Smart investing is essentially about maximizing returns while minimizing risk. If you are investing your self-directed IRA or Solo 401(k) into rental property, one of the keys to minimizing risk is quality insurance.
As a landlord, your IRA or 401(k) should hold insurance policies that cover the property and provide protections against personal liability and possibly even loss of rents.
Protecting the property is not the full story, however. It is also prudent to make sure the tenants in your plan’s property have proper coverage. It is good for the tenants as well as an important layer of risk reduction for your self-directed retirement plan.
Understanding what coverage different policies cover can help you determine how to best contain risk if your plan is investing in rental properties.
What Landlord Policies Cover
It is important to have a quality landlord policy in place. Such a policy does not provide complete coverage to all parties, however, and can leave a risk exposure if not supplemented.
Landlord policies will typically cover damage to the property itself and with proper liability coverage will protect against bodily injury due to negligence of the property owner.
The tenant’s personal belongings are not covered by a landlord policy. Most landlord policies will also lack coverage for providing alternative housing to a tenant if your property is damaged, which may be required in some states.
Liability stemming from actions of the tenant are also not covered.
What Renters Insurance Covers
Renters insurance will provide coverage for the personal belongings of a tenant that are not covered by a landlord policy.
Most renter’s insurance policies will also provide some level of liability coverage to the tenant. This is important, because if a guest of the tenant is injured on the property, the renter’s policy will be first in line rather than your landlord policy.
Another coverage often provided is for living expenses of the tenant in case the property becomes un-inhabitable due to fire or other property damage. This type of coverage can really limit your plan’s exposure as the landlord.
Benefits of Tenant Insurance
If renters of your IRA owned property have their own insurance policy, that really reduces risk for your plan and gives you peace of mind.
Knowing that your IRA has a greater degree of coverage from a wider array of risks can not only help you sleep better at night, but it can improve the long-term return of your plan’s rental investment.
Claims against your plan’s landlord policy will increase your insurance costs. If a claim is covered by a tenant policy, the risk of such increases is minimized.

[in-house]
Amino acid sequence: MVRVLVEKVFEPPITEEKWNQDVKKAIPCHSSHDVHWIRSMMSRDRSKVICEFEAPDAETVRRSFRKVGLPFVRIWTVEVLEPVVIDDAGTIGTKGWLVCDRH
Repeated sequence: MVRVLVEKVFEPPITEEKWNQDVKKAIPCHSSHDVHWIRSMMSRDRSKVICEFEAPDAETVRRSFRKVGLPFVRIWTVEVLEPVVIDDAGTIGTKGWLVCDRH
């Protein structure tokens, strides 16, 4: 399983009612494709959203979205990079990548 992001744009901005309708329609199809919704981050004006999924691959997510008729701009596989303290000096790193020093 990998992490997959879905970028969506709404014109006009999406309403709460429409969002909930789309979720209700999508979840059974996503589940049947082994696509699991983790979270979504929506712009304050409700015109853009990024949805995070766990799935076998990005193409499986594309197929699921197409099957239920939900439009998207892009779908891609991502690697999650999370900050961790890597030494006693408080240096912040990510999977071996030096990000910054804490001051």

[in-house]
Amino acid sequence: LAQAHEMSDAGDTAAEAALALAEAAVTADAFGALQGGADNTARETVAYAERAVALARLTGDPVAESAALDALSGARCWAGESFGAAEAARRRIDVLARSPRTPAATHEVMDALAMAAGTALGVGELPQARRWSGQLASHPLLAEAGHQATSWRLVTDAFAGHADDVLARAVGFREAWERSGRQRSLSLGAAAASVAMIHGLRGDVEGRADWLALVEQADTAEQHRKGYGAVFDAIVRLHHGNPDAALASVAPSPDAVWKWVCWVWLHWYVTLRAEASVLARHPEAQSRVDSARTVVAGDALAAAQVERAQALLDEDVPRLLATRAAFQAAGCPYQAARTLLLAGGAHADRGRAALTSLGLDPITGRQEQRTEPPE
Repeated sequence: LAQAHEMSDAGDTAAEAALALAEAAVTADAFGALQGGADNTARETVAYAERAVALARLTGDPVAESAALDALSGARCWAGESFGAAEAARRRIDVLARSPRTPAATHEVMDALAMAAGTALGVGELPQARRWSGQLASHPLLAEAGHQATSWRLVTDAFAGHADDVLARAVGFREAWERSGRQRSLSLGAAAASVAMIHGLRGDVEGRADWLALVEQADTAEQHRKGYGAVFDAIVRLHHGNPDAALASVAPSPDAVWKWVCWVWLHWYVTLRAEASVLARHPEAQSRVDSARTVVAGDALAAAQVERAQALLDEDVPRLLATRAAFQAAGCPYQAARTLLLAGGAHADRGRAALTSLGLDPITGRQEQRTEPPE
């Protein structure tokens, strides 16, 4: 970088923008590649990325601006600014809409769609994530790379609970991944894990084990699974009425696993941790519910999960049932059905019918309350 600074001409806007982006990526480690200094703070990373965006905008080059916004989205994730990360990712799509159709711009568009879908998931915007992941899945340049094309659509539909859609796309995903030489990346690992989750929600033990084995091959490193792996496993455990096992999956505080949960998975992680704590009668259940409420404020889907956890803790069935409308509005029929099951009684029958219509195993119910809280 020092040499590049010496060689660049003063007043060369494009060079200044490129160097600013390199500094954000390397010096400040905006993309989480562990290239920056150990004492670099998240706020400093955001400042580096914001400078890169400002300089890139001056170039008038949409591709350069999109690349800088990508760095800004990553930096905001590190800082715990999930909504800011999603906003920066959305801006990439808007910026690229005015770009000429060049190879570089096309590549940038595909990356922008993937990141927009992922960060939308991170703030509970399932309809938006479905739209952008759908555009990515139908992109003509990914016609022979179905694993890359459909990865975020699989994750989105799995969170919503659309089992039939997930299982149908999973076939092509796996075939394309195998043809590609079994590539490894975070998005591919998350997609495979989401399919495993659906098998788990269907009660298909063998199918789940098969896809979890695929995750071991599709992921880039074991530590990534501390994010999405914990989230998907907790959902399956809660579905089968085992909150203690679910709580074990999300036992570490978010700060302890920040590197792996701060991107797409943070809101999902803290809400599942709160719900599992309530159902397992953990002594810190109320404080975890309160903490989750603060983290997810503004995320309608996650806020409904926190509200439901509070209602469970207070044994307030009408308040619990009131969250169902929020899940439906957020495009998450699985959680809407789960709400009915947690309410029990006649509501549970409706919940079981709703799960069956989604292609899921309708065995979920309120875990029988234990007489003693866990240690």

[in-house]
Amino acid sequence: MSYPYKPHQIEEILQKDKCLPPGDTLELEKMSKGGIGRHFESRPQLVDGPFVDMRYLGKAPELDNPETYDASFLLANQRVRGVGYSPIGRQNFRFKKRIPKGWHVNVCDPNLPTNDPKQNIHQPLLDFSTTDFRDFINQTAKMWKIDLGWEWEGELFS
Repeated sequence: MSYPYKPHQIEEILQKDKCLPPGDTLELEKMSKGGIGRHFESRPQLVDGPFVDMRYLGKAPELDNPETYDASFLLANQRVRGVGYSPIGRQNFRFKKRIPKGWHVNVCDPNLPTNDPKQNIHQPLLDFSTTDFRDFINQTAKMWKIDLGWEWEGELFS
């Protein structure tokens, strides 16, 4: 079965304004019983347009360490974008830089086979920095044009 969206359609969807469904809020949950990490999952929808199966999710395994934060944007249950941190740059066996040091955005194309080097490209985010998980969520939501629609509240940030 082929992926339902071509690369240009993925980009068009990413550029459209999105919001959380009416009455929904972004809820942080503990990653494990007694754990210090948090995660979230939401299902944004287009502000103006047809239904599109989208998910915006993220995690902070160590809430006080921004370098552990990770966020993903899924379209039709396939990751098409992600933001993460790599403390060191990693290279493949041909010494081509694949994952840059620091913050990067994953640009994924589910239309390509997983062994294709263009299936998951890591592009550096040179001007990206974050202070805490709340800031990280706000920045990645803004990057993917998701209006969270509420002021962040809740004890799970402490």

With proper tenant coverage in place, you can afford to be pet-friendly in your rental properties and attract a wider pool of potential renters as a result. Pet damage to the property and dog-bite liability will generally be covered in a tenant policy.
Can You Require Renter’s Insurance?
Always check with legal counsel to be sure your lease terms are in alignment with state law. Most states allow a requirement for renter’s insurance so long as is it applied equally to all tenants.
Depending on state and local laws, your lease terms can require insurance, potentially specify coverage minimums, and even allow for a means to verify that coverage is in place periodically.
If your lease requires renter’s insurance, make sure your IRA is listed an additional insured.
You will also want to require proof of insurance at move in and at lease renewal.
Augmenting Renter’s Insurance
Even if your tenants have renter’s insurance, there can be gaps that you may want to consider covering. Some investor focused insurers offer landlord-placed tenant protection policies. These policies provide coverage for your plan as the landlord in the event that a tenant lets their renter’s policy lapse, for example. These types of policies will typically provide coverage for liability associated with tenant negligence that may not be handled by a conventional landlord policy.
Landlord initiated tenant coverage policies will also usually offer some level of personal property protection for the tenant. Because of this, you can often justify adding the low cost of the premium to the monthly rent.
Know Your Options
Landlord insurance is a very different type of coverage than your typical homeowner’s policy.
When it comes to mitigating risk for your retirement plan’s investment property portfolio, be sure to seek out experts who focus on investment property and can help you understand the options available for meaningful and appropriate coverage.